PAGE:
- Researchers used census and school data to track those who could receive the signal
- After “Sesame Street” was introduced, children living in places where its broadcast could be more readily received saw a 14 percent drop in their likelihood of being behind in school.
Social Media Research
- Facebook ran an experiment for one week on 680,000 users in 2012.
- The experiment was to manipulate user’s news feeds to see the effect of increased negative or negative news items
- Users were not aware of the research being done
- Research found that changing user’s news feed did have an effect on future posts of the user, either negative or positive
- The effect was small (1 out of every 1.000 words) but statistically significant
- Since the experiment Facebook has had to apologise for the experiment and change their research policies
- One of the biggest US stories of 2012, the killing of Trayvon Marton only small local news coverage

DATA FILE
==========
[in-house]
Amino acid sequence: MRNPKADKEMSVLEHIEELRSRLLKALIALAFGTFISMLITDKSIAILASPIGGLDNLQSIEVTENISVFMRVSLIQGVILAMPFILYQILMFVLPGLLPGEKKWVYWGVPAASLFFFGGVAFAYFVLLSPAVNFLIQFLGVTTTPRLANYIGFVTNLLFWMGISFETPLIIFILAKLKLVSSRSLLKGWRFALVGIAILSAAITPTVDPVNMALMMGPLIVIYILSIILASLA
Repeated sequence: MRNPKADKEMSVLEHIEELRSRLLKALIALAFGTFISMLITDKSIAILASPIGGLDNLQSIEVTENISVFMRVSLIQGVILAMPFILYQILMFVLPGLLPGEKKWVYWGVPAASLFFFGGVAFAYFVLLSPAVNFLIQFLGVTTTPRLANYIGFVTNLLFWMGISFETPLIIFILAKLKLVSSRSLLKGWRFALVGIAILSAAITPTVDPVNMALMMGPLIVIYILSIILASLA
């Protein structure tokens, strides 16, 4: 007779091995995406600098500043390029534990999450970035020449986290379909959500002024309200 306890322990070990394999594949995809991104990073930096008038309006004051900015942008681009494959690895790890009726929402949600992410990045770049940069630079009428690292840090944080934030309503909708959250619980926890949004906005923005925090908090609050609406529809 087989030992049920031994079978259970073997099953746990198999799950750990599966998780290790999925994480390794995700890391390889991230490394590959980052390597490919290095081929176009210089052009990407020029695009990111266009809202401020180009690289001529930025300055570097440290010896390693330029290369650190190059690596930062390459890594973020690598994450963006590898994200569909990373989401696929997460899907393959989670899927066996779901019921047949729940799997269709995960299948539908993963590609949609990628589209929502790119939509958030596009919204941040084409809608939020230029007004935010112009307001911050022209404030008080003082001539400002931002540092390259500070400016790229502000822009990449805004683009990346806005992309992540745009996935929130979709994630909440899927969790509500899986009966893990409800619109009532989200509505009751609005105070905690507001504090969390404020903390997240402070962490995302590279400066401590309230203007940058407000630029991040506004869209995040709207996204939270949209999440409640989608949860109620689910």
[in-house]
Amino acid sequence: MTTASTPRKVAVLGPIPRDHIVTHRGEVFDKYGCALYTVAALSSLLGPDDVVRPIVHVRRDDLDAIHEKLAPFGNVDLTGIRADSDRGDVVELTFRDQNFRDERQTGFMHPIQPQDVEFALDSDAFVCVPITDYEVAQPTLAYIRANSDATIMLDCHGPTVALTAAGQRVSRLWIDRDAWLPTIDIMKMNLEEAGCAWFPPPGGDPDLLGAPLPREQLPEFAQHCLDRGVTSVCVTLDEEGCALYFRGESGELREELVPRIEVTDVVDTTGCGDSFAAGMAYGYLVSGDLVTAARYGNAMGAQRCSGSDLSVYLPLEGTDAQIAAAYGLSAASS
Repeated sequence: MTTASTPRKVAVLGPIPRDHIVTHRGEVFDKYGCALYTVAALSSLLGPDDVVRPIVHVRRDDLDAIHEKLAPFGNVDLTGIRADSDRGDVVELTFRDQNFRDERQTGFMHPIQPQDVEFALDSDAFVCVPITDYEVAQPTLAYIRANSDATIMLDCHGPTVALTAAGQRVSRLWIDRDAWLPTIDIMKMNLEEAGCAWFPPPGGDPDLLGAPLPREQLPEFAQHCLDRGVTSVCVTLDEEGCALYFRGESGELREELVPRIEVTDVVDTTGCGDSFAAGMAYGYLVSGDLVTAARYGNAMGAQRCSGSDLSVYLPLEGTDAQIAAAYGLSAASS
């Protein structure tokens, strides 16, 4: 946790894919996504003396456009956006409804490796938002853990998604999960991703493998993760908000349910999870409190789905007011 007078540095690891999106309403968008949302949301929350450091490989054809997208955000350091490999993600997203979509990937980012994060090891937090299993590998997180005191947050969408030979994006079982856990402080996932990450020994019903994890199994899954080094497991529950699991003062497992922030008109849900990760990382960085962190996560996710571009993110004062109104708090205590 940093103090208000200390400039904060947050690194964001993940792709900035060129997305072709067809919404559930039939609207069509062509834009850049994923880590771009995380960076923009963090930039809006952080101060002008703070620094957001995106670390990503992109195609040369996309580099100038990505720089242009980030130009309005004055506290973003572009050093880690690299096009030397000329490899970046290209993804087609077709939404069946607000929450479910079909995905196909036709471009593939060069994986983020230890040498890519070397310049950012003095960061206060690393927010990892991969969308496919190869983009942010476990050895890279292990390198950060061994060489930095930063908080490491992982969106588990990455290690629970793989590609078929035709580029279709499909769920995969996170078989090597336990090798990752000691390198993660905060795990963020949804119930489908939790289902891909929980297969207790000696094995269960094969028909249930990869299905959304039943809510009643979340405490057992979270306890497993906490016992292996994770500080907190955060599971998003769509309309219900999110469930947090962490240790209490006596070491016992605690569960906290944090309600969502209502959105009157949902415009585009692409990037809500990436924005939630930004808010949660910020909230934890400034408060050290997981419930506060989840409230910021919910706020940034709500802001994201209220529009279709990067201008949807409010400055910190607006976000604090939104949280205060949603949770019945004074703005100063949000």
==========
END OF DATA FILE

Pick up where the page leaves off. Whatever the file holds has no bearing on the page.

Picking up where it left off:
- The story gained attention and dominated headlines and twitter for months, thanks to a series of online campaigns
- Research uses quantitative data of coverage over Trayvon Martin and the connection between professional, non professional and social media
- Research was done by MIT Centre for Civic Media
- gatekeeping power is still deeply rooted in broadcast media
- national attention brought to the story through broadcast media allowed groups to amplify stories to their online communities
- broadcast media is vulnerable to influence from activists who are growing more tactical around manipulating the dynamics of news cycles
- online communities demonstrate agenda–setting power both by organizing protests like the Million Hoodie Marches and by influencing online dialog, suggesting alternative interpretations of events.
- Nasty People in the Media Prime the Brain for Aggression
- Violent TV Shows Keep Young Kids Awake
- Less Screen Time Improves social skills among Preteens 08-22-2014
- Video Games Make You More Racist, Study Says
- How ’16 And Pregnant’ reduced teen motherhood